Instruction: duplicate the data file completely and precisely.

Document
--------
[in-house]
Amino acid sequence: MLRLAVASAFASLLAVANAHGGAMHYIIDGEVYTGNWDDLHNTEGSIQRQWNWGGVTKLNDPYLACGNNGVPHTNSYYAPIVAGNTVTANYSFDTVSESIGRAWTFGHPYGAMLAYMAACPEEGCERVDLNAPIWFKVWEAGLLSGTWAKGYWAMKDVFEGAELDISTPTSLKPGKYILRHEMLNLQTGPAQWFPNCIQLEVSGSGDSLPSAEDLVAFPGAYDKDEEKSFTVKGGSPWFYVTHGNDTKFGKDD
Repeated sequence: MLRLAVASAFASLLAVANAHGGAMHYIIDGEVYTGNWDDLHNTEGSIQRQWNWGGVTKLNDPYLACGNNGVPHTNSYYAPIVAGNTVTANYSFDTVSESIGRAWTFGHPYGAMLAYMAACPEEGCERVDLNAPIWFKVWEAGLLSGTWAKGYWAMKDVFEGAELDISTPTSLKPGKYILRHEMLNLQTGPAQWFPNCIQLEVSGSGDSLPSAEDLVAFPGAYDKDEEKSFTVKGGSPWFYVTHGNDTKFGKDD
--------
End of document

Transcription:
[in-house]
Amino acid sequence: MLRLAVASAFASLLAVANAHGGAMHYIIDGEVYTGNWDDLHNTEGSIQRQWNWGGVTKLNDPYLACGNNGVPHTNSYYAPIVAGNTVTANYSFDTVSESIGRAWTFGHPYGAMLAYMAACPEEGCERVDLNAPIWFKVWEAGLLSGTWAKGYWAMKDVFEGAELDISTPTSLKPGKYILRHEMLNLQTGPAQWFPNCIQLEVSGSGDSLPSAEDLVAFPGAYDKDEEKSFTVKGGSPWFYVTHGNDTKFGKDD
Repeated sequence: MLRLAVASAFASLLAVANAHGGAMHYIIDGEVYTGNWDDLHNTEGSIQRQWNWGGVTKLNDPYLACGNNGVPHTNSYYAPIVAGNTVTANYSFDTVSESIGRAWTFGHPYGAMLAYMAACPEEGCERVDLNAPIWFKVWEAGLLSGTWAKGYWAMKDVFEGAELDISTPTSLKPGKYILRHEMLNLQTGPAQWFPNCIQLEVSGSGDSLPSAEDLVAFPGAYDKDEEKSFTVKGGSPWFYVTHGNDTKFGKDD